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Judge Kinder hears controversial cases in stride

December 14, 1999
By: Francie Krantz
State Capital Bureau

JEFFERSON CITY - It's been a busy autumn in the courtroom of Cole County Circuit Judge Byron L. Kinder. From the controversial decision forcing Planned Parenthood to return state family planning funds, to the high-profile sentencing of Sen. J.B. "Jet" Banks, D-St. Louis, on tax evasion charges, Kinder has presided over some of the most politically thorny legal questions of this year.

But deciding challenging and controversial cases is nothing new to Kinder, 66, a veteran jurist who has sat on the bench in Jefferson City for the past 27 years. He says although the cases he hears are often challenging, he loves his job and would not want to be a judge anywhere else.

"Here, it's like a kaleidoscope," Kinder says. "Because it's the seat of government, this is the first appelate court for administrative matters of the state. We get interesting, complicated cases."

As the most senior member of the bench in Cole County, Kinder has built a reputation for being intimidating, abrupt, and quick on his feet. But those who have gotten to know him best say he is exceptionally bright, a man who cares deeply about the law and teaching others about its principles.

Judge Thomas Brown III, who has served on the bench with Kinder for the past 14 years, says before he was a judge, he found Kinder to be a daunting figure.

"When I was a young lawyer, he was very intimidating to me," Brown says. "He has a strong presence and he thinks very quickly. You always had to be on your toes and prepared for him."

But now, Brown describes Kinder as a mentor who has the talent to immediately come to a decision that makes sense.

"He has a philosophy of judging, in terms of seeing the bigger picture," Brown says. "He's a senior judge in every sense of the word."


Kinder has spent a majority of his life in Jefferson City. Born in Cape Girardeau in 1933, Kinder moved to Cole County when he was eight years old, after his father got a job in the State Treasurer's office. His mother also worked with the state government as a lobbyist.

While he was still in high school, Kinder volunteered for the campaign of Sen. Thomas Hennings, a Democrat who would play a central role in Kinder's later years.

Kinder wasn't sure what he wanted to do after he graduated, so he decided to attend the University of Missouri-Columbia, majoring in history and political science. Hennings, who remembered Kinder's work during his campaign, offered him an appointment to the military academy in West Point, NY. It was at the height of the Korean War and Kinder was ready to join his fellow Americans in the fight overseas.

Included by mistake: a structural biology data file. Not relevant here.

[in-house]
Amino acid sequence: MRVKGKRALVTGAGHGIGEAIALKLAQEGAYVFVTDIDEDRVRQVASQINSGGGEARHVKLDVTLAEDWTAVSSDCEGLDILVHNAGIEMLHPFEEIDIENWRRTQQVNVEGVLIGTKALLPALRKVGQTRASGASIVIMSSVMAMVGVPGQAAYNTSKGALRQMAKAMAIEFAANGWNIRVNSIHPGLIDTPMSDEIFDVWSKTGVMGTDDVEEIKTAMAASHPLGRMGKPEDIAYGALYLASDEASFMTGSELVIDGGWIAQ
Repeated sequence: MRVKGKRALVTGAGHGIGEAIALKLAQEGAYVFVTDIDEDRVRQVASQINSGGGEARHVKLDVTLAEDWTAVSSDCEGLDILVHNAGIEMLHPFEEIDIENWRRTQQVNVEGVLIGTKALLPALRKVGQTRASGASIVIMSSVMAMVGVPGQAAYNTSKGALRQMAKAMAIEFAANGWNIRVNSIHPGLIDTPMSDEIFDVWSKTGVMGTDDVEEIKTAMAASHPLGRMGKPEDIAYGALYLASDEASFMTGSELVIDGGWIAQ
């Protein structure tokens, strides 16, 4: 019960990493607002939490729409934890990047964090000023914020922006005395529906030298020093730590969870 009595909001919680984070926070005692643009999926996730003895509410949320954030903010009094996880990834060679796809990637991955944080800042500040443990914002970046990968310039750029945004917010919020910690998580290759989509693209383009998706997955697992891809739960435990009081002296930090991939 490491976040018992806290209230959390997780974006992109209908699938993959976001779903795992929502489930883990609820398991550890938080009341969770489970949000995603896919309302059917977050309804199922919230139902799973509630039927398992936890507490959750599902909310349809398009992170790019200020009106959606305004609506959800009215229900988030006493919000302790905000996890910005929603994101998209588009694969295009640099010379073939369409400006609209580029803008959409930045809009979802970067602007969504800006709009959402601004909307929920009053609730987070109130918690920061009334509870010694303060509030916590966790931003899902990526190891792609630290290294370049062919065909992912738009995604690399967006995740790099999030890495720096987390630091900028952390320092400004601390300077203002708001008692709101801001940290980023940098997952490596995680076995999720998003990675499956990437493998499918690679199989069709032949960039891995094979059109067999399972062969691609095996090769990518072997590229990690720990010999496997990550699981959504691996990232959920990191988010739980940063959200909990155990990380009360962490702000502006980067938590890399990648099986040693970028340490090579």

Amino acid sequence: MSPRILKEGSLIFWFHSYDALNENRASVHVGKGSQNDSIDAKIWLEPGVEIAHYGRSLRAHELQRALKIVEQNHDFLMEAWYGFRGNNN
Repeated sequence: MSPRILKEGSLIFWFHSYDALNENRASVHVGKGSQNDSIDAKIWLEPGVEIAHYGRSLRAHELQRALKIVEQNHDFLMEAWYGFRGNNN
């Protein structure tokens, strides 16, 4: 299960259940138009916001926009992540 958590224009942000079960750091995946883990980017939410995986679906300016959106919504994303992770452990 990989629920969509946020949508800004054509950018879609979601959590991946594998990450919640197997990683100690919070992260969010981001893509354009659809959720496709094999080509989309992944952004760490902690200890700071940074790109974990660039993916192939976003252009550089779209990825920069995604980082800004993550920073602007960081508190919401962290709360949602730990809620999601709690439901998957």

But as fate would have it, Kinder's poor math skills prevented him from going to the military academy. He flunked the entrance exam by one point.

"If I had passed everything and gone to the academy, I could have been Schwartzkopf because that was his class," Kinder jokes.

Instead of attending West Point, Hennings offered Kinder a position in the Senate police force on Capitol Hill. In the meantime, he also took classes at George Washington University.

In 1954, Kinder returned to Missouri and finished his degree at MU. He then came back to Washington and attended Georgetown Law School. His post-graduate education was interrupted briefly, when he served in Germany as an Army artillery officer.

Kinder says working on Capitol Hill was a wonderful experience for him. He intended to stay in Washington after finishing law school, in order to work at one of the various executive agencies. But Hennings, before he died in 1960, had told Kinder that the nation's Capitol was no place to practice law, and it would be an absolute waste to go to law school and not be a lawyer.

Kinder returned to Cole County, where he entered private practice and soon rose up in the ranks to become first an assistant to the prosecutor, and eventually county prosecutor. In 1971, he decided to run for the office of Circuit Judge for the Second District. And the rest, as he says, is history.


Kinder's chambers, on the fourth floor of the castle-like Cole County courthouse, overlooks the muddy banks of the Missouri River. The wood-paneled walls feature pictures of Jefferson City in the 1870s, as well as Kinder's favorite places in the English countryside. The judge travels to Great Britain every year with his wife, Ellen, but was unable to go this year due to the unusual load of cases.